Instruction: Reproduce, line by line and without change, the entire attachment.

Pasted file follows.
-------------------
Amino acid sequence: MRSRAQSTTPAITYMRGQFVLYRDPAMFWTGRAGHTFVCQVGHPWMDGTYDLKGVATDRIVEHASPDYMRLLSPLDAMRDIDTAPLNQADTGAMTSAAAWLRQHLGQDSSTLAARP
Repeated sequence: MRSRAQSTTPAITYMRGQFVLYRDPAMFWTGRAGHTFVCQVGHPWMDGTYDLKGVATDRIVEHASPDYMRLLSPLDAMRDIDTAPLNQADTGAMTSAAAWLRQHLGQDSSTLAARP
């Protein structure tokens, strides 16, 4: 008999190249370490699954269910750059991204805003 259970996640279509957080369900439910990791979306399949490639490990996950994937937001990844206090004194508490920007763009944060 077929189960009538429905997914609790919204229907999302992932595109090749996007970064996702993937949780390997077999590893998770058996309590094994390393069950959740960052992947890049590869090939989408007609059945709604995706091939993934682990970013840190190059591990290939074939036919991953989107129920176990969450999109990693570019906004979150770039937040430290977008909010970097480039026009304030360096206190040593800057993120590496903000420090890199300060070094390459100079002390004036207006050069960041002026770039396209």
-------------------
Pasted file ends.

Amino acid sequence: MRSRAQSTTPAITYMRGQFVLYRDPAMFWTGRAGHTFVCQVGHPWMDGTYDLKGVATDRIVEHASPDYMRLLSPLDAMRDIDTAPLNQADTGAMTSAAAWLRQHLGQDSSTLAARP
Repeated sequence: MRSRAQSTTPAITYMRGQFVLYRDPAMFWTGRAGHTFVCQVGHPWMDGTYDLKGVATDRIVEHASPDYMRLLSPLDAMRDIDTAPLNQADTGAMTSAAAWLRQHLGQDSSTLAARP
């Protein structure tokens, strides 16, 4: 008999190249370490699954269910750059991204805003 259970996640279509957080369900439910990791979306399949490639490990996950994937937001990844206090004194508490920007763009944060 077929189960009538429905997914609790919204229907999302992932595109090749996007970064996702993937949780390997077999590893998770058996309590094994390393069950959740960052992947890049590869090939989408007609059945709604995706091939993934682990970013840190190059591990290939074939036919991953989107129920176990969450999109990693570019906004979150770039937040430290977008909010970097480039026009304030360096206190040593800057993120590496903000420090890199300060070094390459100079002390004036207006050069960041002026770039396209």